With regard to disability, regulations in countries that allow physician-assisted suicide and euthanasia make it extremely unlikely that a disabled person would be forced to die. We also need to recognize that some disabled people, for example the British rugby player who traveled to Dignitas, might choose to die. Craig observed:

"If somebody wants to take their own life, obviously they feel a reason for that, at that point in time. You may not think it is a good reason. I may not think it is a good reason. But you know what? It is that person's life."

This observation places decisions about how their lives are lived with disabled people themselves, those who have a zest for life and choose to live it to the fullest, as well as those who choose to end their lives. The statement makes no value judgment on either decision, and honors and respects both decisions.

My hope is that soon we as a society can have a grown-up discussion about death, one based on serious reflection and self-examination, rather than on politically generated fear and authoritarian dictates. For Craig, this film was a step in that direction.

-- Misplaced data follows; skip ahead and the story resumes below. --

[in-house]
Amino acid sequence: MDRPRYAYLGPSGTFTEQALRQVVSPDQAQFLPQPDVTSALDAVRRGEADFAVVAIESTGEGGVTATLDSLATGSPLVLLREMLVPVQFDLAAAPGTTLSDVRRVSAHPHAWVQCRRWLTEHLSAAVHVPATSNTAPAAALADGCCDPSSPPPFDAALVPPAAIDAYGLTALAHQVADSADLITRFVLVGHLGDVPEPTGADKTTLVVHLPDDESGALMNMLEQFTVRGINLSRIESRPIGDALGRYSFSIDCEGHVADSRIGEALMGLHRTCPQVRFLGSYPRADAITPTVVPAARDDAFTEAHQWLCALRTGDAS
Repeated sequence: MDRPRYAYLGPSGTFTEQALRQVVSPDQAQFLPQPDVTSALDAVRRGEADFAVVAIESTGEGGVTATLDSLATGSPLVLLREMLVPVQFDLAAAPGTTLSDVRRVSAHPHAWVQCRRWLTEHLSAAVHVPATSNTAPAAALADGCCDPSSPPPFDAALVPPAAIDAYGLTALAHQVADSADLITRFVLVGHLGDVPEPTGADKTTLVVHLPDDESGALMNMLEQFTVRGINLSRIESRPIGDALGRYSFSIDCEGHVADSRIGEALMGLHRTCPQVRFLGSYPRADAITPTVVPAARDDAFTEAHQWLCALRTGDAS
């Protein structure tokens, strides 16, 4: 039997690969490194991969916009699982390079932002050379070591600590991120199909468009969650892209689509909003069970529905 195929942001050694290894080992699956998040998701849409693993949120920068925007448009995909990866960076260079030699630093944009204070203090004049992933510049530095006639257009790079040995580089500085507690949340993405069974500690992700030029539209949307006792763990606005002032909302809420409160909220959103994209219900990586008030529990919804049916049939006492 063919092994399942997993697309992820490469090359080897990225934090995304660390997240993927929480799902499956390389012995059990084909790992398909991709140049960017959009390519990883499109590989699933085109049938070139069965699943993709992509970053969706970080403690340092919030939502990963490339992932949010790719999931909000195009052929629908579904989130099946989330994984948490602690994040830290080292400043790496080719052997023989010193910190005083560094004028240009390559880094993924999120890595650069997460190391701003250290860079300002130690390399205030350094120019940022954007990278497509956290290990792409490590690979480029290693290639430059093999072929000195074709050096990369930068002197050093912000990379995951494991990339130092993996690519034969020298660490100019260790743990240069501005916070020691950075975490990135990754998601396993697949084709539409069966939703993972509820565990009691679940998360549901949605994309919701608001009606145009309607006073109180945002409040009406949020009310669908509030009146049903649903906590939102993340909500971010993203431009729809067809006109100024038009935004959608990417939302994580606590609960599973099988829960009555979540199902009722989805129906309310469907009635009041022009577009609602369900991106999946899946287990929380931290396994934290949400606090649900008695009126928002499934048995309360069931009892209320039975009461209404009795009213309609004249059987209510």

Ivan: I want to thank FRONTLINE for being the first U.S. [television] program brave enough to address an issue that will only become more and more prominent as the baby boomers begin to face their mortality.

I want to thank John Zaritsky and Point Grey Pictures for giving my father a voice that carries beyond his life.

I want to thank the viewers who are now sharing that story with us and, hopefully, admiring -- or at least understanding -- my father's bravery and dignity.

Most of all, I want to say without question how proud I am to be a member of the Ewert family. My father and mother were the best parents a child could ask for, and along with my sister made up three of the best friends an adult could ask for. Their bravery and strength have been a shining example to me throughout my life, and I love them all with all of my heart.

posted march 2, 2010